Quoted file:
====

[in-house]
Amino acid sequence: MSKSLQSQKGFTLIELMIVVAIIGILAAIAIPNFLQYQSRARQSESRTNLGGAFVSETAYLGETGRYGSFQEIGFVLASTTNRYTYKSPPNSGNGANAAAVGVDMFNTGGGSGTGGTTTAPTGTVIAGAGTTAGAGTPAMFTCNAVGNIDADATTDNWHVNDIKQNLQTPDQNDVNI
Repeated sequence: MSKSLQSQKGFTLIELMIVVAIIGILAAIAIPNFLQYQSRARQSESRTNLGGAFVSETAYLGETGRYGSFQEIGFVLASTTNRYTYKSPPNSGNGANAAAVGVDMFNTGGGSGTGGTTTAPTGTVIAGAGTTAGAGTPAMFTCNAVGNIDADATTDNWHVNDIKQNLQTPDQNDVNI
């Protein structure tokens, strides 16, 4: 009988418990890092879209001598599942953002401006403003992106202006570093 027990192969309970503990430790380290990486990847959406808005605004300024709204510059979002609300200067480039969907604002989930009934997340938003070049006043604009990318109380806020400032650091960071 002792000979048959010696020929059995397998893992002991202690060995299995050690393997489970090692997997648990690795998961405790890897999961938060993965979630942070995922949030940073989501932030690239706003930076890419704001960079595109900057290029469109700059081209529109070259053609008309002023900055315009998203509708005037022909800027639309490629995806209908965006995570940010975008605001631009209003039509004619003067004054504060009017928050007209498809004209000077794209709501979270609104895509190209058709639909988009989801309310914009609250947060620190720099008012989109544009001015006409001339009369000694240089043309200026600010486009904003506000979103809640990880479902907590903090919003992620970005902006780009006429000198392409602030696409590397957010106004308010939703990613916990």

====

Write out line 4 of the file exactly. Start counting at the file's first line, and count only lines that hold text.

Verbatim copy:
């Protein structure tokens, strides 16, 4: 009988418990890092879209001598599942953002401006403003992106202006570093 027990192969309970503990430790380290990486990847959406808005605004300024709204510059979002609300200067480039969907604002989930009934997340938003070049006043604009990318109380806020400032650091960071 002792000979048959010696020929059995397998893992002991202690060995299995050690393997489970090692997997648990690795998961405790890897999961938060993965979630942070995922949030940073989501932030690239706003930076890419704001960079595109900057290029469109700059081209529109070259053609008309002023900055315009998203509708005037022909800027639309490629995806209908965006995570940010975008605001631009209003039509004619003067004054504060009017928050007209498809004209000077794209709501979270609104895509190209058709639909988009989801309310914009609250947060620190720099008012989109544009001015006409001339009369000694240089043309200026600010486009904003506000979103809640990880479902907590903090919003992620970005902006780009006429000198392409602030696409590397957010106004308010939703990613916990």